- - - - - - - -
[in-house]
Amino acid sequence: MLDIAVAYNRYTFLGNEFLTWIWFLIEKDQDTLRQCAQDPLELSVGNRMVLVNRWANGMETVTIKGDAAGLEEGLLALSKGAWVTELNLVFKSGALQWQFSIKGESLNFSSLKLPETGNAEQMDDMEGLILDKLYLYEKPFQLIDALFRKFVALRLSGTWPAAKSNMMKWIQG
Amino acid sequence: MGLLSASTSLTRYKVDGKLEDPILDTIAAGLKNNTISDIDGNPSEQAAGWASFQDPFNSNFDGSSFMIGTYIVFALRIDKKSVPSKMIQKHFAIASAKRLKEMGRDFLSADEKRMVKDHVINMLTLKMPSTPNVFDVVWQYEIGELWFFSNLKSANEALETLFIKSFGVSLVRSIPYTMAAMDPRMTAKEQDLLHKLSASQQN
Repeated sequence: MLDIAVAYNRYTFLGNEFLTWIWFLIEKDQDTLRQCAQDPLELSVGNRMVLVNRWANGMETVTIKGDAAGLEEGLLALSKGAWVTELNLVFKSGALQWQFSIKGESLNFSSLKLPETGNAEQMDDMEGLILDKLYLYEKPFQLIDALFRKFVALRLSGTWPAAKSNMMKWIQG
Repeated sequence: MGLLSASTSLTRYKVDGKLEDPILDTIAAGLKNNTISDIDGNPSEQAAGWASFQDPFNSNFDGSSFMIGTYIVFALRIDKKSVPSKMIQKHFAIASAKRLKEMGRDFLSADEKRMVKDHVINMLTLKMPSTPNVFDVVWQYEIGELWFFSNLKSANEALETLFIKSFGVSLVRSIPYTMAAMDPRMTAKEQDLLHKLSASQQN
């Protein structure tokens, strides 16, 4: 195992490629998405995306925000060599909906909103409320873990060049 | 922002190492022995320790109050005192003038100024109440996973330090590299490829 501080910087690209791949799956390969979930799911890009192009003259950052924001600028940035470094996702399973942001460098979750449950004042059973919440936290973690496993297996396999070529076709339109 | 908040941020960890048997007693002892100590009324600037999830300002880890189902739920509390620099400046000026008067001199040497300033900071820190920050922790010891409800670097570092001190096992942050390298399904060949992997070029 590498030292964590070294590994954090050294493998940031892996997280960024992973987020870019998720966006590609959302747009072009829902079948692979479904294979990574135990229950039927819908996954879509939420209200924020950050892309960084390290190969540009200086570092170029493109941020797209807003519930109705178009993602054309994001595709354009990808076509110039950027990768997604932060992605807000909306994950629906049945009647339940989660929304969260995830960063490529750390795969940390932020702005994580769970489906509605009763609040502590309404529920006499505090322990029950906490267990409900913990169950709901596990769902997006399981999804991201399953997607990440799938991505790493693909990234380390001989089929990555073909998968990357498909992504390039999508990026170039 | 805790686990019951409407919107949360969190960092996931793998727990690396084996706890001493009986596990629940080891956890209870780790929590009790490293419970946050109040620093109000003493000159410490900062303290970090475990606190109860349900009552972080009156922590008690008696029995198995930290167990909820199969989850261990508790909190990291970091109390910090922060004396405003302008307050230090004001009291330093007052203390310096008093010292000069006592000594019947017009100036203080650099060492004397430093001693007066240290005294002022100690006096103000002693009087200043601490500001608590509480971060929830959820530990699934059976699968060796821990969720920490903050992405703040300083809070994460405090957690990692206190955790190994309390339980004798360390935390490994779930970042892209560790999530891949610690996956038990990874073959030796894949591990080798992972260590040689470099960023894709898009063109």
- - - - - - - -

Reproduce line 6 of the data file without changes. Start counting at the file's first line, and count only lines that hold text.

């Protein structure tokens, strides 16, 4: 195992490629998405995306925000060599909906909103409320873990060049 | 922002190492022995320790109050005192003038100024109440996973330090590299490829 501080910087690209791949799956390969979930799911890009192009003259950052924001600028940035470094996702399973942001460098979750449950004042059973919440936290973690496993297996396999070529076709339109 | 908040941020960890048997007693002892100590009324600037999830300002880890189902739920509390620099400046000026008067001199040497300033900071820190920050922790010891409800670097570092001190096992942050390298399904060949992997070029 590498030292964590070294590994954090050294493998940031892996997280960024992973987020870019998720966006590609959302747009072009829902079948692979479904294979990574135990229950039927819908996954879509939420209200924020950050892309960084390290190969540009200086570092170029493109941020797209807003519930109705178009993602054309994001595709354009990808076509110039950027990768997604932060992605807000909306994950629906049945009647339940989660929304969260995830960063490529750390795969940390932020702005994580769970489906509605009763609040502590309404529920006499505090322990029950906490267990409900913990169950709901596990769902997006399981999804991201399953997607990440799938991505790493693909990234380390001989089929990555073909998968990357498909992504390039999508990026170039 | 805790686990019951409407919107949360969190960092996931793998727990690396084996706890001493009986596990629940080891956890209870780790929590009790490293419970946050109040620093109000003493000159410490900062303290970090475990606190109860349900009552972080009156922590008690008696029995198995930290167990909820199969989850261990508790909190990291970091109390910090922060004396405003302008307050230090004001009291330093007052203390310096008093010292000069006592000594019947017009100036203080650099060492004397430093001693007066240290005294002022100690006096103000002693009087200043601490500001608590509480971060929830959820530990699934059976699968060796821990969720920490903050992405703040300083809070994460405090957690990692206190955790190994309390339980004798360390935390490994779930970042892209560790999530891949610690996956038990990874073959030796894949591990080798992972260590040689470099960023894709898009063109």